Synopsis: Michael Myers is a tormented child who has lived in an institution for 15 years since killing his own sister. However, he manages to escape his captivity and returns to his hometown to continue his crimes in the locality that, in terror, still remembers him.
It was in the year 1978 that the Cinema met one of its characters that would become a real milestone in the history of the Seventh Art: Michael Myers. Created by John Carpenter, this cinematic icon has its origin told through this great classic that spares no effort to show viewers how good he is and all the timeless potential it has (including the power to influence future generations).
Everything happens in the city of Haddonfield (Illinois), a quiet place that would not imagine the tragedies that were to come. The script explores all this fragility of the city to stablish a very compelling contrast to the psychopathy and the brutality that lives in Michael Myers creating a strange connection that even after 15 years still insists on staying pulsating in the veins of what would become an unforgettable villain.
Through its constantly growing narrative (and always adding something new), the movie remains focused on building bridges that take the viewer into the movie and invests in the creation of dramatic arches and archetypal characters that, in their own way, highlight the punctualities of the events imposed by the script in an easily recognizable way.
The narrative development is full of well-marked aspects so that not only does the story remain in the mind of the person watching the movie, but its characters and all the cinematography that embraces all their takes. This can be translated as a demarcation of territory in order to emphasize (as strongly as possible) all the qualities that belong to the movie.
Not for free, throughout its projection, the movie's drama and suspense are fully connected with the colors, lighting, photography, and scene editing that slowly lays and peels all layers to their great climax (which hides much more than a simple chase between unprotected young lady and villain). It is a creative work of complex conception and that denotes all the commitment and care in the accomplishment and execution of the material.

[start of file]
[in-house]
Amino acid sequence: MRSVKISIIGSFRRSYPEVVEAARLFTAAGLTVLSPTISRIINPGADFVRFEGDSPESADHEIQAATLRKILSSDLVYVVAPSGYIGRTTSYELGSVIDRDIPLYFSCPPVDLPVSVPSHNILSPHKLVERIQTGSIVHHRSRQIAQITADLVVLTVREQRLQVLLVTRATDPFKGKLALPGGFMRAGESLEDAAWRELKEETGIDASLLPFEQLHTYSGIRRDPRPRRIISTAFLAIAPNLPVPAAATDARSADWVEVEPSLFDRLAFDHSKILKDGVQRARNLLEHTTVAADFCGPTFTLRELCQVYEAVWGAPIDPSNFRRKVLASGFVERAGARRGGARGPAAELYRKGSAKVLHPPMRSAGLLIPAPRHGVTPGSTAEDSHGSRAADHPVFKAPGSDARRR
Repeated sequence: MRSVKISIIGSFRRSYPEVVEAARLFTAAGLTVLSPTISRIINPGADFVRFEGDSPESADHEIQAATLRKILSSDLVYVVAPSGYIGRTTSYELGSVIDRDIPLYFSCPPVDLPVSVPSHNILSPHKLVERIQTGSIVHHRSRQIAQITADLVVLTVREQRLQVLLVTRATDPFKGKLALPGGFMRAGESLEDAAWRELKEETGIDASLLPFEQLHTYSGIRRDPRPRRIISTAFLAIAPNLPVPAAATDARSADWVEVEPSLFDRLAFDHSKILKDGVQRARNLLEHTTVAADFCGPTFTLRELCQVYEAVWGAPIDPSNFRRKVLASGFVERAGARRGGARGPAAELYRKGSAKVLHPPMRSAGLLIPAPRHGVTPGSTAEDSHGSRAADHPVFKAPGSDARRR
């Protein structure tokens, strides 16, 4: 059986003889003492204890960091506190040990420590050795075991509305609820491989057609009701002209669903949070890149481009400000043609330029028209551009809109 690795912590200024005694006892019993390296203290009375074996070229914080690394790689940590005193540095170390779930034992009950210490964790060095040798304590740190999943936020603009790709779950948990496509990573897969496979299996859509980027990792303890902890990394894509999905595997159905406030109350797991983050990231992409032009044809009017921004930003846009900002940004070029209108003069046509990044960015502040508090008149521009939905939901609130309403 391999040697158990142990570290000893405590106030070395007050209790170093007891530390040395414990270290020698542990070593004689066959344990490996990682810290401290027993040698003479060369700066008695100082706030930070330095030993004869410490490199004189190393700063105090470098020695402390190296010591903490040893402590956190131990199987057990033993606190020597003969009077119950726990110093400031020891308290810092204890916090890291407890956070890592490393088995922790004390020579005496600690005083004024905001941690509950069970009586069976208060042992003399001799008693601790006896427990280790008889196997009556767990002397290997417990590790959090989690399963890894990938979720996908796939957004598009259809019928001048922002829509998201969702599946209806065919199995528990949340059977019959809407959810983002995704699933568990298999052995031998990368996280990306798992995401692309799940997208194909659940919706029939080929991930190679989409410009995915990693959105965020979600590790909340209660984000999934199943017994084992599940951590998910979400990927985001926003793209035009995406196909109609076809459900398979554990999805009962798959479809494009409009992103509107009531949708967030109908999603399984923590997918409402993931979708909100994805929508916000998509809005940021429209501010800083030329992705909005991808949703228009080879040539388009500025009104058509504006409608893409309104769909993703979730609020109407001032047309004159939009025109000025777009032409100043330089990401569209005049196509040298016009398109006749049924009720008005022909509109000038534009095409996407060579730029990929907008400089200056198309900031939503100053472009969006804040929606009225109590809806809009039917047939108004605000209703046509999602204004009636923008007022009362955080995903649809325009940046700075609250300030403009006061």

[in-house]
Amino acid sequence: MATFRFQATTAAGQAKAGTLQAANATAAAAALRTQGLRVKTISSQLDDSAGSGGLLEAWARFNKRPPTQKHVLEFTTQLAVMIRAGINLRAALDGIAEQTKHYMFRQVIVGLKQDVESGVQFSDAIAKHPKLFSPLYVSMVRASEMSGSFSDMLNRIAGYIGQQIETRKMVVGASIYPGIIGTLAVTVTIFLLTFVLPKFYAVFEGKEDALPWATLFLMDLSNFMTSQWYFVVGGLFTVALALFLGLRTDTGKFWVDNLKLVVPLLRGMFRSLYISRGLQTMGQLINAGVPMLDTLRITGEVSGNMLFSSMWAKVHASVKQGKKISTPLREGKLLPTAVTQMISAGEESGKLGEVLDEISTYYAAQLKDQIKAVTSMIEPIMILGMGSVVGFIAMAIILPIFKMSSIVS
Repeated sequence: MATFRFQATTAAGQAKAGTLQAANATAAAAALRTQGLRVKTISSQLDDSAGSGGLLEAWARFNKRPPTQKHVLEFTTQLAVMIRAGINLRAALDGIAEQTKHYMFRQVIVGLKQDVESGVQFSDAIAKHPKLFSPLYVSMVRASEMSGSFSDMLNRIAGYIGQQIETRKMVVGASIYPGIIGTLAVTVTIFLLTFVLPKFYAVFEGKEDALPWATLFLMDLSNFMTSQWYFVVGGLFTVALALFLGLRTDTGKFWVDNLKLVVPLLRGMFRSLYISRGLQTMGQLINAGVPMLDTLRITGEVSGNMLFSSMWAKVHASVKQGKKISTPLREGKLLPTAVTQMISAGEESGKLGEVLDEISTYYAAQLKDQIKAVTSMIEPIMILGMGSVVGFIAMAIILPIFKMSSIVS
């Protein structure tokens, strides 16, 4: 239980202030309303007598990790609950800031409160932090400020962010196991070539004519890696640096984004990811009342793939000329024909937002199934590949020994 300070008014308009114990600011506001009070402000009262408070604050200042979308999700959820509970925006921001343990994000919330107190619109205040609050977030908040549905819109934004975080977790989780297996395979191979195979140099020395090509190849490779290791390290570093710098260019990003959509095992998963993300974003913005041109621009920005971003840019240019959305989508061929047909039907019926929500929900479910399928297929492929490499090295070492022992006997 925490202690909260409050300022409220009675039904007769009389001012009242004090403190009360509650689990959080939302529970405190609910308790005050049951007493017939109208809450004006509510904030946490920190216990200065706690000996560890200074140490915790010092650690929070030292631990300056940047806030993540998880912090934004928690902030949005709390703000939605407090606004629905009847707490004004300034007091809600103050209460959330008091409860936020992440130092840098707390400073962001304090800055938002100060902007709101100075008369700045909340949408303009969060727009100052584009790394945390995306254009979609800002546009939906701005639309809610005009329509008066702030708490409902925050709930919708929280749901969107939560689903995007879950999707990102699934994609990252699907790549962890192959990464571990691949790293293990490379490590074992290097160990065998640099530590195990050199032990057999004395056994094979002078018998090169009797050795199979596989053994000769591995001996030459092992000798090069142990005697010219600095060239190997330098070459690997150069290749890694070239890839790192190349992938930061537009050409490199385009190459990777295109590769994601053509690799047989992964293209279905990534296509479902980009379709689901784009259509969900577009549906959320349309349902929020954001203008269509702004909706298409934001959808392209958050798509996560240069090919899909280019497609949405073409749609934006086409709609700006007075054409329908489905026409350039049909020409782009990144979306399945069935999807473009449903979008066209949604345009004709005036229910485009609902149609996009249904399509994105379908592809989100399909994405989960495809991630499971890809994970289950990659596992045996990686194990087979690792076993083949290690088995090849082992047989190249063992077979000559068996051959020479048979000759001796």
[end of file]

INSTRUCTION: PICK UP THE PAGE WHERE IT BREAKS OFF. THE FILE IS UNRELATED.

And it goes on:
Another technical aspect that fully reinforces this connection is the simple - and at the same time - creepy soundtrack, which seems to have a life (as if it were another very peculiar character to watch) of its own and seeps into people's minds each time it is present, further enhancing the quality of the project. Here the song performs the function of element with high disturbing potential and is perhaps as strong as the villain himself.
The beginner, but competent, Jamie Lee Curtis is the protagonist and there is no doubt that she can print all the insecurity and sensitivity that Laurie Strode, her character, needs to show on the screen. In partnership with Tony Moran (Michael Myers), they were a great duo... Although they are separated most of the time. The influence one character has on another is one of the most complicated paradigms of the script.
Another name that deserves to be remembered is Donald Pleasence, doctor Loomis. The trio then completes itself as one of the highest points in the movie. The conformity with which the three work is one of the driving forces for this story to work so well and show that it is not just another movie (which could easily be forgotten if it were not so well written and directed).
By the way... What could I say about the direction taken by John Carpenter? His work is no less than phenomenal and inspiring for any filmmaker. He conducts the entire movie with enviable mastery and explores the entire movie to its highest potential. It would be no exaggeration to say that this movie (despite its somewhat linear pace and no big surprises... sinning for lack of more information about the villain's own motivations) is a lesson in how to make real Cinema.
Contrary to what many think, Halloween is not the kind of film that impresses its force on gratuitous violence watered by gallons of blood and dozens of murders... But yes, a masterpiece that is skillfully built with a lot of psychological solidity and that is mainly why it is such an important and special movie even though it was released so many years ago.
MY RATING: AAA (9,5/10)